In regard to Babylon, history affords a variety of documents to enable us to form a tolerable judgment of its size. Ancient authors vary considerably in their statements of its dimensions ; all agree that its form was a square; but while some assign the vast extent of 15 miles to each of its sides, others, and particularly Herodotus, limit their estimate to the more probable length of 12 miles. But that judicious investigator of ancient geography, Major Rennel, after carefully comparing those writers who have treated the subject and examined the measures used in their descriptions, comes to the conclusion, that 8.485, or nearly 81 miles is the most moderate estimate that can be made of each of the sides, and consequently that the area of Babylon could not be less than about 72 miles. As he estimates the area of London at only 15, square miles, he also concludes, that if Babylon had been built in the same manner as the British metropolis, it might have contained four millions of inhabitants. But he appears to have rated both the extent and population of London too low: the latter he estimated at only 800,000; but the late returns prove that it amounts to nearly a million.

It is difficult to make a just estimate of the area of a city of so irregular a form as London; but perhaps we should not greatly err in assigning to it 18 square miles. This however does not affect the state of the comparison. The only difference is, that according to Major Rennel's compatation, the ancient capital of Chaldea contained nearly five times the area, and might have contained five times the population of London, while the latter caloulation allows to Babylon only four times the area of the British metropolis, with the possibilty of containing four times the number of its inhabitants, supposing the population of both cities to have been equally crowded.

Major Rennel then proceeds to state the various circumstances which may have affected the population of Babylon, and kept it greatly below the number which its ample extent was calculated to accommodate.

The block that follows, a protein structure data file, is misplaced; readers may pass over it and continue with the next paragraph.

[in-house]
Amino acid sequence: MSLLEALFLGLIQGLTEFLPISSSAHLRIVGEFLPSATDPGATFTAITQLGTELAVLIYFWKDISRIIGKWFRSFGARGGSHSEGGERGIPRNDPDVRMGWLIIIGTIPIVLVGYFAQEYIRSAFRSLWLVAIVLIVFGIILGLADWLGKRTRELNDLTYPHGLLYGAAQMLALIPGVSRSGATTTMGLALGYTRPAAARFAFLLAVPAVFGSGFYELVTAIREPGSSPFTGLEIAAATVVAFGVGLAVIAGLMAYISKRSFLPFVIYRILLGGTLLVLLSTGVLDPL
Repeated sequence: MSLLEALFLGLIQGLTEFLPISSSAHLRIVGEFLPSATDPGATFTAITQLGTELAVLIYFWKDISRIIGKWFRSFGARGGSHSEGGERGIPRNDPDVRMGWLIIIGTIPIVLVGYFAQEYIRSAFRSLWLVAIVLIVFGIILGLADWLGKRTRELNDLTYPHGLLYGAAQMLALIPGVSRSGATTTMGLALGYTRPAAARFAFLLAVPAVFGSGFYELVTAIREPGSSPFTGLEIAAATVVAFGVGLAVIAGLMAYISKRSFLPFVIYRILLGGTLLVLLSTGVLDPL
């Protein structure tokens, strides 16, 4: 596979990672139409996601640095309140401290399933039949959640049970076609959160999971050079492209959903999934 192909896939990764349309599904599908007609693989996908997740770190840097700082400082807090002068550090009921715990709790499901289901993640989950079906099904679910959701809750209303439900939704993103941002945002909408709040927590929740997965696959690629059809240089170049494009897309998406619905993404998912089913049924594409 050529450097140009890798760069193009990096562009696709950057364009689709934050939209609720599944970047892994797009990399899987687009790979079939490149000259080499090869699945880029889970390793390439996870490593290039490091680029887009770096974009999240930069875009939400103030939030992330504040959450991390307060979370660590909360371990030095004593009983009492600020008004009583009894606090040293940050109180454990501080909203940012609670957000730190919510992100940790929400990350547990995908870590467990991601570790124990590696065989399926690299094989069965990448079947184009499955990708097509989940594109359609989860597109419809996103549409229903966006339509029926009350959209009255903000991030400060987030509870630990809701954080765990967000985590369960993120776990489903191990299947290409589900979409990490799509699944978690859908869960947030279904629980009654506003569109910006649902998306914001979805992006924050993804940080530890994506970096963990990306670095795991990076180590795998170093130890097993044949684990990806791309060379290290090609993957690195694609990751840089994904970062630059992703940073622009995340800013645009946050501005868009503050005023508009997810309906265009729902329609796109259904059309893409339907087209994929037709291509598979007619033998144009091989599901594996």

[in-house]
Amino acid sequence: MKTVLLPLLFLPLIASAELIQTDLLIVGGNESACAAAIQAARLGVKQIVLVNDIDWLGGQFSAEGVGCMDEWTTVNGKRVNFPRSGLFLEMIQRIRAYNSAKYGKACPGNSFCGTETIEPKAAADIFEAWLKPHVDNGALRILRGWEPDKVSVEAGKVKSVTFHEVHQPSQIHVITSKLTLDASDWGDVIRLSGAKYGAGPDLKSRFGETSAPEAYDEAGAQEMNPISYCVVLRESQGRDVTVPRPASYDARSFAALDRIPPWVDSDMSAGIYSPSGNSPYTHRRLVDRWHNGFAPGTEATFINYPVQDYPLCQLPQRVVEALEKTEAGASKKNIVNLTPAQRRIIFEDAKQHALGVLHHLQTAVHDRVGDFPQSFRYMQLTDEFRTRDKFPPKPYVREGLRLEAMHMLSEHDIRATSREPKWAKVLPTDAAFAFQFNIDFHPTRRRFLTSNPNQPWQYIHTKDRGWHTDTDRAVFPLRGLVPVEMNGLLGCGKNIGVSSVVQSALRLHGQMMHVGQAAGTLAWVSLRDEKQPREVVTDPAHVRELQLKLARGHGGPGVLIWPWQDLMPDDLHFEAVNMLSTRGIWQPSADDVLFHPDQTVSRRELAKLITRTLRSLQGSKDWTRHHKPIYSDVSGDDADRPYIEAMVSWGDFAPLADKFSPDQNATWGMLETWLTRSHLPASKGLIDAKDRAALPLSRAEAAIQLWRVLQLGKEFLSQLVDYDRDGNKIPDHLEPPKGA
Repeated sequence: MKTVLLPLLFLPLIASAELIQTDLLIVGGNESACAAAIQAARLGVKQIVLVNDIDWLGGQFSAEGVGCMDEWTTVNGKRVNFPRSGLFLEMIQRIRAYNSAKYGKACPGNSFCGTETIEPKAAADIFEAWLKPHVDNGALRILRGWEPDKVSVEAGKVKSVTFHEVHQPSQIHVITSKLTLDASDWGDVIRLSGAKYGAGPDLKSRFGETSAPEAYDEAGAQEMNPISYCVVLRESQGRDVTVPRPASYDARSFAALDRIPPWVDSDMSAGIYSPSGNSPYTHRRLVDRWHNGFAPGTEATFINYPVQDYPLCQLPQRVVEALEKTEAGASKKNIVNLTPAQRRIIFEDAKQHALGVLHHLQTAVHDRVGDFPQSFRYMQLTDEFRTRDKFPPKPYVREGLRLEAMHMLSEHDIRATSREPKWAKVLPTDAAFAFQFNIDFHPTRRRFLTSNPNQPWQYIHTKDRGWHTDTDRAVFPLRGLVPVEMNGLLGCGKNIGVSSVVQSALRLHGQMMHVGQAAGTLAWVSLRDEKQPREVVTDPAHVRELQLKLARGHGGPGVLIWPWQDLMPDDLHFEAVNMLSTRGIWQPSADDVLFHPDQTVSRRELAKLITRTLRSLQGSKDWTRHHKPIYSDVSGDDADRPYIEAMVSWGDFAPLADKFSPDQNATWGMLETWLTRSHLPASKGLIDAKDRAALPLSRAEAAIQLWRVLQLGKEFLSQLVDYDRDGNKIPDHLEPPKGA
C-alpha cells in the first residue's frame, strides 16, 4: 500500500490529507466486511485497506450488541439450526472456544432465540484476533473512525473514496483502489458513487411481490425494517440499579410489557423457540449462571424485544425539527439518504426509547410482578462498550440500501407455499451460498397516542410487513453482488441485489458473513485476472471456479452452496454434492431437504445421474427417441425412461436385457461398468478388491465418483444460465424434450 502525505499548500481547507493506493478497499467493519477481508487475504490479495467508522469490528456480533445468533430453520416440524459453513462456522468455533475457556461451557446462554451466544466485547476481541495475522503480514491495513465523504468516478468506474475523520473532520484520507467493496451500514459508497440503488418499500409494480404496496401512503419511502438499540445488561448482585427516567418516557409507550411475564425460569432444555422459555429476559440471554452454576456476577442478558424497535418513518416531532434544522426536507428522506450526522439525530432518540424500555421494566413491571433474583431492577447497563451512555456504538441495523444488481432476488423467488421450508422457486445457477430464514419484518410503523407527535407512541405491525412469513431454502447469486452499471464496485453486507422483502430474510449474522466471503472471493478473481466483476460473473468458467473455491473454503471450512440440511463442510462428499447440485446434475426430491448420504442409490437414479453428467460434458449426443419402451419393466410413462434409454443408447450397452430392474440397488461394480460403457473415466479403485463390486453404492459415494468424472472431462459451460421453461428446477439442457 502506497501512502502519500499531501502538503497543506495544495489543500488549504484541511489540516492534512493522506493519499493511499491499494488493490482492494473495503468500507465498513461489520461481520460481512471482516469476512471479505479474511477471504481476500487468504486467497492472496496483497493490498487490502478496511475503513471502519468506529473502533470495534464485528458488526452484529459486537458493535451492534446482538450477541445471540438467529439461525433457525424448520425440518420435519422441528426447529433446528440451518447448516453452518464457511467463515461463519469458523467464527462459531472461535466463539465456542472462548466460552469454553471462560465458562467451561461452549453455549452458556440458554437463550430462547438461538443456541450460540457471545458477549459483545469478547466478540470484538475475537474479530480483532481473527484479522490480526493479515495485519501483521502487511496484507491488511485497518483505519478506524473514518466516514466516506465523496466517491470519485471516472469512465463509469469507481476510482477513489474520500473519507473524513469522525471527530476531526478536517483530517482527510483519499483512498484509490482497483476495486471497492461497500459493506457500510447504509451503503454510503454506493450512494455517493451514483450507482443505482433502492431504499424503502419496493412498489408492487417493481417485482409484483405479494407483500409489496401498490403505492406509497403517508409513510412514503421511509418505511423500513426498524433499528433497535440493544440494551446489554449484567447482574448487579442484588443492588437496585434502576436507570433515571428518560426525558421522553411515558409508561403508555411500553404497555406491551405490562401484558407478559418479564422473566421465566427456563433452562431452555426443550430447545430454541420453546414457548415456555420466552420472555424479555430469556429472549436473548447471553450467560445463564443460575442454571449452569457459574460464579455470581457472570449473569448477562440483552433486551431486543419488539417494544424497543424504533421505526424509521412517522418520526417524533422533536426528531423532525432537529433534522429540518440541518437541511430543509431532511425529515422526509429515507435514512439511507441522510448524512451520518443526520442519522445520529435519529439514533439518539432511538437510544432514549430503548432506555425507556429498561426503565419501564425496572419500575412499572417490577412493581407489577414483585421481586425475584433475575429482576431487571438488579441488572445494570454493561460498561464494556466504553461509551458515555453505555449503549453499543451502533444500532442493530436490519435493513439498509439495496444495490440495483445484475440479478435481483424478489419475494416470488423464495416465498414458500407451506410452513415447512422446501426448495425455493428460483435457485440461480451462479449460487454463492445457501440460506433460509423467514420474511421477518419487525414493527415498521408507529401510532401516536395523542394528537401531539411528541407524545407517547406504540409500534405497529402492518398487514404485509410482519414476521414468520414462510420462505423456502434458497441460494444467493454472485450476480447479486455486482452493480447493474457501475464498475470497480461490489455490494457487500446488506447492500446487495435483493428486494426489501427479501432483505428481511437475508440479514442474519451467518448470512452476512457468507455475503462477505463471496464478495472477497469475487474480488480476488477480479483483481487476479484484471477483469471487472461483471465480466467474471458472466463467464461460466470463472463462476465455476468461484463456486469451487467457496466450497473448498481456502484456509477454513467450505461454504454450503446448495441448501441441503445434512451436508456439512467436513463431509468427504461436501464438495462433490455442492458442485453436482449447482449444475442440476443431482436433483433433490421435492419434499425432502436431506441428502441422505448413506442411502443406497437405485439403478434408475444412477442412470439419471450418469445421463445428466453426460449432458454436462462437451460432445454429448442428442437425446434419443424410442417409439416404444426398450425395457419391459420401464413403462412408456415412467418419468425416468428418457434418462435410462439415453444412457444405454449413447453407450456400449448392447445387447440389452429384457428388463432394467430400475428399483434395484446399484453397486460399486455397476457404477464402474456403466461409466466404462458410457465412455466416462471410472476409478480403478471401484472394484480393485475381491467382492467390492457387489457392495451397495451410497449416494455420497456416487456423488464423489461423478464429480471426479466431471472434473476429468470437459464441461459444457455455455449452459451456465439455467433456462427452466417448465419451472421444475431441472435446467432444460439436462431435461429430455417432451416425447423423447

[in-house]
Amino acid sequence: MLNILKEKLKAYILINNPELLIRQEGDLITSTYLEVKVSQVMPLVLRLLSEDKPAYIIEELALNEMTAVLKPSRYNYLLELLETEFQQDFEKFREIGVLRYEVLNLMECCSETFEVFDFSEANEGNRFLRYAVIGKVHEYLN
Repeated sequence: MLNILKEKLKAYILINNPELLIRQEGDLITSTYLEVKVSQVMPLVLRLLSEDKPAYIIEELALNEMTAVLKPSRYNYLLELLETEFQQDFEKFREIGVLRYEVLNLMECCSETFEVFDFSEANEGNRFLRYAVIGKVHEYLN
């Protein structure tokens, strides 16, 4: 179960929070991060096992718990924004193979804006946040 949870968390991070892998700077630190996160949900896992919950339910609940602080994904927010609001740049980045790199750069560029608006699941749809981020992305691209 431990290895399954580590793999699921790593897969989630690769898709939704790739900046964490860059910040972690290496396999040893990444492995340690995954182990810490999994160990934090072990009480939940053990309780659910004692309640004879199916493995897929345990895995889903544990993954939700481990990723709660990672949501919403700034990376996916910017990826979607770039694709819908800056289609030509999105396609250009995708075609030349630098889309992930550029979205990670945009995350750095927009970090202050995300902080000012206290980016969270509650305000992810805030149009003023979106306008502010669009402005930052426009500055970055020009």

In this investigation, he computes the whole extent of the country from which that city could be supplied with provisions, by the inland navigation of the Euphrates and Tigris, with their subordinate canals, to be much less than half of the area of England. From this view of the case, it is evident that Babylon could not receive its supplies with the same facility as London ; and the same mode of reasoning is equally applicable to Nineveh. On this circumstance Major Rennel lays great stress, and observes, that whenever the supplies are procured from very distant sources, and with great difficulty, the expense of carriage, &c. so greatly enhances the prices of the commodities, as to place them out of the reach of the common people, who, consequently, cannot subsist in any great numbers in snch situations.

This mode of reasoning is in one respect perfectly just. But the cireumstance chiefly to be considered is not how, or at what expense the inhabitants of a oity are to be supplied with provisions, but from what resources of trade and industry they can procure the means of purchasing them.

If a million, or several millions of people were collected together, and every one of theix

sufficiently rich, there could be no doubt of their being supplied with provisions, either from near or distant countries : distance, difficulty, and

expense of carriage, would be no object if the consumers could afford to pay the price. Holland, and some other countries, do not produce a sufficiency of grain and other provisions for the subsistence of their population; but an ex: tensive commerce, and active industry, enable them to procure abundant supplies from abroad.